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German Court Rules Wikipedia is Responsible for Content

posted Saturday Nov 30, 2013 by Scott Ertz

German Court Rules Wikipedia is Responsible for Content

Here in the US we have a law called the Digital Millennium Copyright Act. One of the many things this law brings about is a protection for a website against content provided by its users, so long as the site complies with takedown notices in a timely manner. This law is what makes it possible for sites like YouTube to allow users to upload content without checking it before publishing it.

Unfortunately, this law and its effects do not extend beyond our borders; a fact that Wikimedia, the organization that owns Wikipedia, found out the hard way. In October, Wikimedia lost a libel case against a person identified as "H," who is the owner of a German television station. On his Wikipedia page, it was listed that he used a Nazi salute on television, downplayed the effects of having sex with children, as well as a slew of employment issues, including producing a "cult-like" environment.

This week, the court posted the full verdict on its website, which states that Wikimedia has responsibilities to its users and the content targets. The court does not claim that Wikimedia needs to fact check before publishing, but does need to look into content when a claim is received.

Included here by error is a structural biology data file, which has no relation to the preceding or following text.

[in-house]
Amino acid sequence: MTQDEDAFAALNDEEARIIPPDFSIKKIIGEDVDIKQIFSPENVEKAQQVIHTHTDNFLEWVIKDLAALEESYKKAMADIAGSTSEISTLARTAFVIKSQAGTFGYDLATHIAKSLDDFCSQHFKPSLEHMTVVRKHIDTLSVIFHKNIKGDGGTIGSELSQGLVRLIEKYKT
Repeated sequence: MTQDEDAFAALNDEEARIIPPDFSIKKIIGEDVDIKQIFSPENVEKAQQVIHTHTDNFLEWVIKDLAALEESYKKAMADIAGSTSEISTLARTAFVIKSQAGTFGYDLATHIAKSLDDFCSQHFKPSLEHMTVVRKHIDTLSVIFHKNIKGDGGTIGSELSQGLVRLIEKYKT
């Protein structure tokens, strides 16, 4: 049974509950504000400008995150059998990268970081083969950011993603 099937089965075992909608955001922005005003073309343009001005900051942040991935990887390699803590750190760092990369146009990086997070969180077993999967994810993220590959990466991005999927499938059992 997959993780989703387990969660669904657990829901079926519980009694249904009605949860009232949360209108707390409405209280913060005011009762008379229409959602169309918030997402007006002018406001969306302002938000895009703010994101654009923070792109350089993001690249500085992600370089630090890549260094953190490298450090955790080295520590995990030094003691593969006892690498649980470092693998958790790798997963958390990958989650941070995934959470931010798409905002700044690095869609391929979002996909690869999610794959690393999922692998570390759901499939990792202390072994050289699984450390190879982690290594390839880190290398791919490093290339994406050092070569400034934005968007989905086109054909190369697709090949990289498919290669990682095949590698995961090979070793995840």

Now, this sounds a lot like the DMCA clause, with one important caveat: DMCA covers copyright infringement, this covers objective and subjective content written by the site's contributors. So long as the content is not ripped off from another source, Wikipedia is not required to interact with its content within the US, but will need to censor its content if it is not popular or is contested.

We know that Rick Santorum would have liked the ability to have Internet content censored in the US, but what about you? Do you think it is positive or negative for the German government to force Wikipedia to control content on their website? Let us know in the comments.

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Twitch Disables PS4 Playroom Streaming

posted Saturday Nov 30, 2013 by Scott Ertz

Twitch Disables PS4 Playroom Streaming

While the premise of The Playroom on the PlayStation 4 seems innocuous, it is officially the first title in the next generation console world to be banned from Twitch. The ban comes from a series of incidents that somehow Sony and Twitch were not prepared for, but anyone who has ever spent more than 5 minutes on the Internet knew was coming: porn.